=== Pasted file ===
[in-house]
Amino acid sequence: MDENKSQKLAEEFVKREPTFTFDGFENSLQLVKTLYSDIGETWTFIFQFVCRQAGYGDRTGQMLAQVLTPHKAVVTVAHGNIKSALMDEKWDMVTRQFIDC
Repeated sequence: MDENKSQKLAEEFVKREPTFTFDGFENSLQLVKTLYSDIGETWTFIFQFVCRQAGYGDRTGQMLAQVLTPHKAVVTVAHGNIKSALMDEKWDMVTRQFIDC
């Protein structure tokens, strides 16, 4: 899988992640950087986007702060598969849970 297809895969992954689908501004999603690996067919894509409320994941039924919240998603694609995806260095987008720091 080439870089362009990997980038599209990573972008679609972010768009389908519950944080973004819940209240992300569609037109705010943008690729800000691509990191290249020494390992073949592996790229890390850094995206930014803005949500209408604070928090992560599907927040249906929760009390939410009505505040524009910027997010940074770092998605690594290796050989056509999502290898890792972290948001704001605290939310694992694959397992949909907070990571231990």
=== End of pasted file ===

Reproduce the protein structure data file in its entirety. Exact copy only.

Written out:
[in-house]
Amino acid sequence: MDENKSQKLAEEFVKREPTFTFDGFENSLQLVKTLYSDIGETWTFIFQFVCRQAGYGDRTGQMLAQVLTPHKAVVTVAHGNIKSALMDEKWDMVTRQFIDC
Repeated sequence: MDENKSQKLAEEFVKREPTFTFDGFENSLQLVKTLYSDIGETWTFIFQFVCRQAGYGDRTGQMLAQVLTPHKAVVTVAHGNIKSALMDEKWDMVTRQFIDC
């Protein structure tokens, strides 16, 4: 899988992640950087986007702060598969849970 297809895969992954689908501004999603690996067919894509409320994941039924919240998603694609995806260095987008720091 080439870089362009990997980038599209990573972008679609972010768009389908519950944080973004819940209240992300569609037109705010943008690729800000691509990191290249020494390992073949592996790229890390850094995206930014803005949500209408604070928090992560599907927040249906929760009390939410009505505040524009910027997010940074770092998605690594290796050989056509999502290898890792972290948001704001605290939310694992694959397992949909907070990571231990």